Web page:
Who runs the church?
October 4 2002 by Jim Royston , BSC Executive Director-treasurer

Who runs the church? | Friday, Oct. 4, 2002

Friday, Oct. 4, 2002

Who runs the church?

By Jim Royston BSC Executive Director-treasurer

The research department of LifeWay Christian Resources of the Southern Baptist Convention has now established something virtually every minister and lay church leader has known forever. As reported by Associated Baptist Press, the LifeWay study discovered that the "Who runs the church?" question perhaps divides Baptist congregations more than any other single issue.

Of course, the real issue is control. Bottom line: Who's in charge? When a dispute arises, who generally wins, and who loses? Who stays and who has to leave? Do substantial numbers of members join other churches or is the pastor (and/or other staff members) asked to find employment elsewhere?

In most cases, according to LifeWay, the issue is authority. Although we generally talk about "the authority issue" related to the pastor, it is a layman's problem as well. Many young seminarians have discovered the "patriarch and matriarch" rulers solidly present in their first congregation. In fact, smaller churches with a higher turnover in pastoral leadership are probably more likely to suffer from lay authoritarianism than larger, longer-staffed congregations.

The arguments are painfully familiar. The laymen accuse the pastor of being a dictator, always demanding his way and being insensitive to the needs of the congregation and community. Pastors see these laypeople as obstructions to progress, out-of-step with the changing needs of the church community - or simply, instruments of the devil sent to test one's spirituality. Both sides often duel with scripture passages to underscore their point of view.

In a Baptist church, the one able to garner the most votes wins. In reality, neither side really wins and both sides lose a great deal.

The notion that a pastor should run the church, usually something identified with fundamentalist groups, can be found almost as often among moderate and even liberal congregations. Either way, unchecked pastoral authority is a disaster waiting to happen.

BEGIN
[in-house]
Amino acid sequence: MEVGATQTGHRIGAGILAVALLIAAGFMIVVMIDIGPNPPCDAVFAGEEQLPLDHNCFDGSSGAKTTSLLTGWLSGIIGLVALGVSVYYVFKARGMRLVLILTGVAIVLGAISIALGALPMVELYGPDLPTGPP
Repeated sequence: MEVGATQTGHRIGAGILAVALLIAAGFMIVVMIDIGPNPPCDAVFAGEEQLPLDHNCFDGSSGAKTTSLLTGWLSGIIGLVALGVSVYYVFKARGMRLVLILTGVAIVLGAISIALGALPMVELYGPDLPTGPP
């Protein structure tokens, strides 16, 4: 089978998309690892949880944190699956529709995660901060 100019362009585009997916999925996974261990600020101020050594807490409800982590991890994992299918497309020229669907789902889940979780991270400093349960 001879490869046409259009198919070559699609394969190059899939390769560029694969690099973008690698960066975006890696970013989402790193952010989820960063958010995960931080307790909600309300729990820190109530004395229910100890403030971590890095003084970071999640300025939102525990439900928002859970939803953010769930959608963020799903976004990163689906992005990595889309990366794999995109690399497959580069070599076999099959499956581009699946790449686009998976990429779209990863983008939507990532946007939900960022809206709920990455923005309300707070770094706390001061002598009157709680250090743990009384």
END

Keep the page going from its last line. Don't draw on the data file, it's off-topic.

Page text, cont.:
The issue, according to the experts, is more about leadership skills than theological stances. Arrogance knows no theological, ideological or political boundaries. There is no shortage of self-centeredness among clergy or laity; fundamentalists, conservatives, moderates or liberals. This one cannot be blamed on "the controversy." It is neither the result of the "fundamentalist takeover" or the "conservative resurgence."

LifeWay's church-conflict mediation specialist, Bob Sheffield, points to insecurity as a root of the problem. "The more insecure a person is, sometimes the more authoritarian he has to be. If you're secure, you can allow people to be involved in decision making."

Jan Daehnert, director of minister/church relations with the Baptist General Convention of Texas, claims the problem does have a theological dimension. "We've never known how to reconcile the role of the pastor and the role of the layman in ministry." Noting that the Protestant Reformation was never fully completed, Baptists "have kept some of the old Catholic church tendencies of clerical superiority."

Wayne Oakes of our pastoral ministries team sees pastoral mentoring as part of the issue. "Many young ministers select as their role models other ministers who have been successful in building large congregations. Unfortunately, the style that works with a large congregation does not work with a small to medium size church. His role model, from his experience, may even suggest that the pastor must be more of a CEO-type leader. The minister, seeking to give the best leadership possible, mistakenly adopts this model only to face the pain of rejection and termination."

What are the answers?

Texas' Daehnert notes that perhaps some of us are locked into an Old Testament view of the pastor as prophet-priest-king rather than Jesus as the Good Shepherd. You lead, not drive, sheep.

My personal opinion is that in far too many cases the lack of a loving relationship built around trust undermines congregational health. Pastoral care, proclaiming the gospel and mentoring disciples will earn all the trust a pastor needs.

After all, the church - your church and my church - does not belong to the pastor or the people. Neither should have ultimate authority over the other. The church belongs to God. And, too often, we forget to invite Him into our most critical deliberations.

Copyright (c) Biblical Recorder Inc.
10/4/2002 12:00:00 AM by Jim Royston , BSC Executive Director-treasurer | with 0 comments
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